David Durian 
Very slowly, his expression changed a if he [Bevel] were gradually seeing appear what he didn't know he'd been looking for.
Flannery O'Connor, "The River"
"We are all damned," she [Hulga Hopewell] said, "but some of us have taken off our blindfolds and see that there's nothing to see. It's a kind of salvation."
Flannery O'Connor, "Good Country People"
Flannery O'Connor's near obsessive concern with the fallibility of human knowledge is widely recognized in the critical literature (e.g., Asals; Desmond; Dowell; McCarthy; Oates; Orvell; Reesman); Desmond, for example, comments that "a major theme in [O'Connor's] work" is "deceptive consciousness, the mind's capacity for distortion in apprehending the real and its proneness to closure when impinged upon by the divine" (36). In commenting on the importance of mystery in O'Connor's fiction, Orvell writes that "in essence, mystery is what is finally unknowable" (18). O'Connor herself wrote of one of her stories, "It's not so much a story of conversion as of self-knowledge, which I suppose has to be the first step in conversion" (Mystery 299). An essential part of self-knowledge for O'Connor is the recognition of the inherent limitations of human knowledge. These limitations transcend class boundaries. Although O'Connor seems to have been as "obsessed with the sham intellectual as she was by the prophet," Orvell (121, 152 ff.) demonstrates that even backwoods characters like Mr. Head in "The Artificial Nigger" are driven by their compulsion to demonstrate superior knowledge, in Mr. Head's case, knowledge of "the city." Despite the vast critical literature on O'Connor's fiction, there is barely a handful of intensely stylistic analyses of her work (e.g., Hardy "Narrating Knowledge"; Hardy "Dialogic Repetition"; Hardy "Free Indirect Discourse"; Kennelly; Kessler; Ludwig; Mayer; McMullen). Of these studies, only Kennelly and Hardy ("Narrating Knowledge") examine the stylistics of knowledge. Hardy ("Narrating Knowledge") examines clausal presupposition, which is the site of much contested knowledge in O'Connor's fiction. Kennelly analyzes exhortative discourse in Wise Blood. She argues that exhortative discourse "promotes an intense conviction and 'alien' view" through the use of emotion and a reliance "on a clear, easily understood literary style that uses the copula and concrete description" (153). Implication, or ent ailment, is another promising area of stylistic investigation of knowledge since a true proposition normally guarantees the truth of its implications. We show in this paper that fiction, specifically Flannery O'Connor's fiction, provides the data to refine linguistic theories regarding the boundary between semantics (e.g., implication) and pragmatics (e.g., presupposition).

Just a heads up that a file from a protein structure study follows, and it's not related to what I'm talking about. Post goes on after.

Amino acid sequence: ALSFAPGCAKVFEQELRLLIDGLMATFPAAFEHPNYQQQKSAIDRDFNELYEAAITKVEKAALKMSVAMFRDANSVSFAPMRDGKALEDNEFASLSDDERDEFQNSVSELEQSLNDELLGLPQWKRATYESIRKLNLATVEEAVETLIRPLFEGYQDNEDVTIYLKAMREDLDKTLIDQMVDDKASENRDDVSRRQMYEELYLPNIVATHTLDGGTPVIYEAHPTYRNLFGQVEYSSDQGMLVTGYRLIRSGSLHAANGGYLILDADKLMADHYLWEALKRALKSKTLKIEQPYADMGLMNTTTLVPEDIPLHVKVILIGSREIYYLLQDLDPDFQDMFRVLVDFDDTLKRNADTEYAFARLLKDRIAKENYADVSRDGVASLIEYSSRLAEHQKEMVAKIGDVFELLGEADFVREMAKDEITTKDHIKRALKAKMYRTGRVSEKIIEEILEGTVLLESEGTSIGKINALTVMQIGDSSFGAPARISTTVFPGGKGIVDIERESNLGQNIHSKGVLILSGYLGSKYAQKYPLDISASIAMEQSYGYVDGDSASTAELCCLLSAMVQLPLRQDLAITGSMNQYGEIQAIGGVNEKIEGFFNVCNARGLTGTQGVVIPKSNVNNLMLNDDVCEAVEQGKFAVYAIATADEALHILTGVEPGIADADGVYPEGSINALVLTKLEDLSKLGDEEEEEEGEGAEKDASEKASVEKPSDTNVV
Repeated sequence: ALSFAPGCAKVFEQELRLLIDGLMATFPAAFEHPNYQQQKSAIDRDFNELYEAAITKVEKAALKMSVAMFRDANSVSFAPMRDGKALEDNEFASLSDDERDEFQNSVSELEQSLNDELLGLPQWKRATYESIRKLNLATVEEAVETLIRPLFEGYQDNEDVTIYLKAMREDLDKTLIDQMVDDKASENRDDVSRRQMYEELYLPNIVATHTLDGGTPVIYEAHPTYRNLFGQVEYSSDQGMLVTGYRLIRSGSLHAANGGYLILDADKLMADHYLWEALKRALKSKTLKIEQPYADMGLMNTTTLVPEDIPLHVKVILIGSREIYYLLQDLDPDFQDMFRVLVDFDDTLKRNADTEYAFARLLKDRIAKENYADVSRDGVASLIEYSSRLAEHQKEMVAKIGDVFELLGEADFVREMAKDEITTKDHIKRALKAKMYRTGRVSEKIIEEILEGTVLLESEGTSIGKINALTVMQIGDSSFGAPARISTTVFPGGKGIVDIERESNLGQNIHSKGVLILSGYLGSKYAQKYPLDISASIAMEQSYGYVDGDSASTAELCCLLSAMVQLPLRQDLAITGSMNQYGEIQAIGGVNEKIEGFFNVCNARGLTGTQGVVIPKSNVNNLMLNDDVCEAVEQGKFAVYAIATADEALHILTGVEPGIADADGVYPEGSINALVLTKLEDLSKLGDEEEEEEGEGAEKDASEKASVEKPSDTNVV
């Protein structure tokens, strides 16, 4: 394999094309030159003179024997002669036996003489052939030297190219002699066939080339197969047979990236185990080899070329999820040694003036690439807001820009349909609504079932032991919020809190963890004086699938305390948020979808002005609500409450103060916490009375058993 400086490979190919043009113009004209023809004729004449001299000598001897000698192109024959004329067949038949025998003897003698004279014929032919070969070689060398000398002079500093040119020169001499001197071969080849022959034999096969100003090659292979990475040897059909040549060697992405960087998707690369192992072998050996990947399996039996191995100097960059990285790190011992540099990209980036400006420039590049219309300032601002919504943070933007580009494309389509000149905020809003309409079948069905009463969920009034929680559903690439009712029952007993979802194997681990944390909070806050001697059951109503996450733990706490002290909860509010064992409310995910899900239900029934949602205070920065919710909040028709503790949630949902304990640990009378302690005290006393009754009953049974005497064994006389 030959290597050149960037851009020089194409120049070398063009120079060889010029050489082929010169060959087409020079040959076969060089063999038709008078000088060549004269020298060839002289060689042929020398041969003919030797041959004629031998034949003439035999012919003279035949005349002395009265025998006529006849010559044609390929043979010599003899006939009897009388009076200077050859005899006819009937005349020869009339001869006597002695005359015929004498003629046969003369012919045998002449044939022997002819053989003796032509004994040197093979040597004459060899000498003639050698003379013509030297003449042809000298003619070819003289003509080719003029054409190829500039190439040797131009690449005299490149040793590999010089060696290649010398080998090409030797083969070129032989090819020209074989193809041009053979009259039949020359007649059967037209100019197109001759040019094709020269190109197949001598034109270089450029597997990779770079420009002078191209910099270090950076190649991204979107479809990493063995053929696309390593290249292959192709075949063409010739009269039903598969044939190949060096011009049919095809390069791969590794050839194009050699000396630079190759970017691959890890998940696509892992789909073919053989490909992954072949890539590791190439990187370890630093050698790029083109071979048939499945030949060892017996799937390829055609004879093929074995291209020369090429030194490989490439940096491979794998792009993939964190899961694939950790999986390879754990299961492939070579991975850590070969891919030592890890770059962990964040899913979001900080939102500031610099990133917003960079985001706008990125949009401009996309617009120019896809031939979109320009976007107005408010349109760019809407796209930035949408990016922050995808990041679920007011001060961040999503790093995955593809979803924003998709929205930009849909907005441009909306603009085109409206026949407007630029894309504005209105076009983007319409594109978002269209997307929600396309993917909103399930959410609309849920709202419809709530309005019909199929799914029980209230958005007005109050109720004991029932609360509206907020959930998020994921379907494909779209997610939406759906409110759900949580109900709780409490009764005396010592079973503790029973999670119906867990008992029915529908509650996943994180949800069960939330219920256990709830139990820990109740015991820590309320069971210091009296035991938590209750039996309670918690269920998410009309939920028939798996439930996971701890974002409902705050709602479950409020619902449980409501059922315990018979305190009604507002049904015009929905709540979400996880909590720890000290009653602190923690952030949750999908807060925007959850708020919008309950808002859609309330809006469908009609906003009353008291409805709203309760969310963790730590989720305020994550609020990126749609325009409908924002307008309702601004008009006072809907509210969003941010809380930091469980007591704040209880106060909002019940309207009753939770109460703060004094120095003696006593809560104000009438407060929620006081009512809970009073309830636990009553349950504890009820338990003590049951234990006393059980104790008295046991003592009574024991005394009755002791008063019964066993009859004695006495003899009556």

In particular, we investigate the semantics and pragmatics of various phrasal and clausal complements to the verb see in O'Connor's fiction. The prevalence of sight imagery and verbs of sight in O'Connor's fiction has been commented on frequently (Freeman 26; Kennelly; Mellard 53; Orvell; Reesman; Sloan 136; Shaw). Kennelly argues that Haze's s "visual errors" and "reliance on vision" in Wise Blood are part of O'Connor's metaphorical dramatization of "vision's inherent deceitfulness" (163-65). Orvell comments on the importance of literal vision in the reception of grace in several of O'Connor's works and concludes, "O'Connor's first principle is thus rooted in the perception of the world and not in some disembodied cogito: rather, video ergo sum" (168). But no one has yet investigated in detail the quantitative or qualitative stylistics of any of O'Connor's verbs of sight and imagery and how those stylistics are reflective of O'Connor's concerns with knowledge. As the following passage from Mystery and Manne rs indicates, there is a close connection between belief and vision in O'Connor's poetics:
For the writer of fiction, everything has its testing point in the eye, and the eye is an organ that eventually involves the whole personality, and as much of the world as can be got into it. It involves judgment. Judgment is something that begins in the act of vision, and when it does not, or when it becomes separated from vision, then a confusion exists in the mind which transfers itself to the story. (91)
Even though O'Connor speaks in this passage of the writer's relation to vision and judgment, we will show that she might just as well have been speaking of her characters. As she says, the eye envelops the "whole personality" and "judgment." Seeing and not seeing, claiming to have seen and claiming not to have seen are all important revelatory and revealing acts in O'Connor's fiction. Thus, take the following scene from "The Artificial Nigger" in which Mr. Head denies his grandnephew Nelson the protection and comfort that is due to and desperately needed by him: